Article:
Physically preparing for this task will require building up levels of fitness and flexibility, agility and coordination, stamina and strength. Along with the physical criteria involved in this training regime there would also need to be a plan to encompass and incorporate the mental aspects of learning; dedication, reasoning, strategy. Finally the learning path would need to incorporate historical context and the fundamental knowledge behind the sword itself and its use.
All of these things will be set out within The Programme and incorporated into a single progression where the focus shall be to learn the art of swordsmanship.
The first stage will attempt to attain reasonable proficiency in the basic use of the sword, progressing through combat training in stages related to the level of skill required and the expansion of the resources required. The training I will be setting out will be related to the study of the following resources:
- Primoris – The Rob Lovett Fiore dei Liberi Training System.
- The Swordsman’s Companion – Guy Windsor
- Mastering the Art of Arms, Volume 1: The Medieval Dagger – Guy Windsor
- Mastering the Art of Arms, Volume 2: The Medieval Longsword – Guy Windsor
As you can see the work of Guy Windsor is a pivotal point of reference and through his written work and videos available there are many, many hours of material from which to draw a learning plan. The School of European Swordsmanship sets out a clear syllabus and provides many videos to aid the student.
All of these focus on the writings of ‘Fiore dei Liberi’ and those who studied his system. To quote the Wiki:
Fiore Furlano de Cividale d’Austria, delli Liberi da Premariacco was a late 14th century knight, diplomat, and itinerant fencing master. He is the earliest Italian master from whom we have an extant martial arts manual.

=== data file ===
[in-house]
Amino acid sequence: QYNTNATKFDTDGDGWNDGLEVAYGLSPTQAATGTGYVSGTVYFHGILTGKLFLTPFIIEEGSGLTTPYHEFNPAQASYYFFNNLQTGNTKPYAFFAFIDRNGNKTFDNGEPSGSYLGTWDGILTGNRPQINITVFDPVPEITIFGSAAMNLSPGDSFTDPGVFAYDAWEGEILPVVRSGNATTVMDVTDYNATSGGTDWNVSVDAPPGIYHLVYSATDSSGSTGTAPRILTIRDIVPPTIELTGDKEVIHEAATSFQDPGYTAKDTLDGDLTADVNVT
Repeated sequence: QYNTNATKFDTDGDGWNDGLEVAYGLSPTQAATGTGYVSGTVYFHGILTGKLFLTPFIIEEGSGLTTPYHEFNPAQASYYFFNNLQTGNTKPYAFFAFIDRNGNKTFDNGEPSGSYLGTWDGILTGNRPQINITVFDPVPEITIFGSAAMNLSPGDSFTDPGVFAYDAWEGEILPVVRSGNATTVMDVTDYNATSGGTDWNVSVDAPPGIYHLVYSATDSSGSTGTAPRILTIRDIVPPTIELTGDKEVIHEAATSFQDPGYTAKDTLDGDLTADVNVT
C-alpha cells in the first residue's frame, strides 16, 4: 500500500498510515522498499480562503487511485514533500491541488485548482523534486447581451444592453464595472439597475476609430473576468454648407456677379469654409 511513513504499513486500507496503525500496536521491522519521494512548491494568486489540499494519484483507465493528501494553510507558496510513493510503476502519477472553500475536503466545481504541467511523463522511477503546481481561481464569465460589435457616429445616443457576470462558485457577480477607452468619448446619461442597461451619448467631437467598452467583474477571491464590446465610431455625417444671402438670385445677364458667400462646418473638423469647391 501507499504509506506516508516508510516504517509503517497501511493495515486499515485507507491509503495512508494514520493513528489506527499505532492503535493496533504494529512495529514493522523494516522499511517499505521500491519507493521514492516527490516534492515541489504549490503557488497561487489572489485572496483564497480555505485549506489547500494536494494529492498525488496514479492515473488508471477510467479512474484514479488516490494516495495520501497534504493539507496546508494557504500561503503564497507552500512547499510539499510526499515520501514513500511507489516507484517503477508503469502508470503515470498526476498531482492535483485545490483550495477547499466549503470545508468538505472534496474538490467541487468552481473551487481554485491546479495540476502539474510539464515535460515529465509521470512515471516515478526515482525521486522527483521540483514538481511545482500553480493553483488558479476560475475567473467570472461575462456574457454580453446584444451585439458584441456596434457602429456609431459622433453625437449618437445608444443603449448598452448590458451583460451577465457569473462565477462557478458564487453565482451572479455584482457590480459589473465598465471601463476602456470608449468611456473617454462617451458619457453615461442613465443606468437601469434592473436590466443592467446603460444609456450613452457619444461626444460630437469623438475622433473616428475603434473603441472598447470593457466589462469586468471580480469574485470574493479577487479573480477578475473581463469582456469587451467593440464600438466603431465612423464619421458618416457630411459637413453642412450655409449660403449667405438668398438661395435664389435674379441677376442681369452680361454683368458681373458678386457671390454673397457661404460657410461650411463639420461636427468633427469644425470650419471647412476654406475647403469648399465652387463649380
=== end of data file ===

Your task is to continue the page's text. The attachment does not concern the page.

Having the earliest extant manual seems like reason enough to follow the Fiore path but I have also found that the material lends itself to a clear and logical progression of learning; a complete system. The source material may be studied via the English translation and images of the Getty version of Fiore dei Liberi’s Fior di Battaglia, with translation by Durban & Easton (PDF and images arranged by Tracy Mellow of Iron Gate Swordfighting). Hosted by The Schola Gladiatoria.
There are many more resources available and I will try to cite, reference and credit all sources and resources where possible. I do not wish to reproduce within this website the many levels of good information that others have worked to provide but these are the core elements I will be working with. It is my goal to find and follow a learning plan drawn from this core material and document my progress via The Record.
I will use The Record to set out a linear and logical process as I follow the series of lessons derived from these works but also to document my own progress. The first stage of this process is to make good on my intentions and actually start. A job started is half done so I hope to continue this long enough to document the points of success but also the points of failure. There will be some aspects of this journey that will benefit from lone practice and remote learning and some points that will prove impossible.
At the very least The Record will document everything I have learnt for my own reference. At its best it will serve to help others who find themselves in the same place; very much wanting to learn more and not knowing where to start.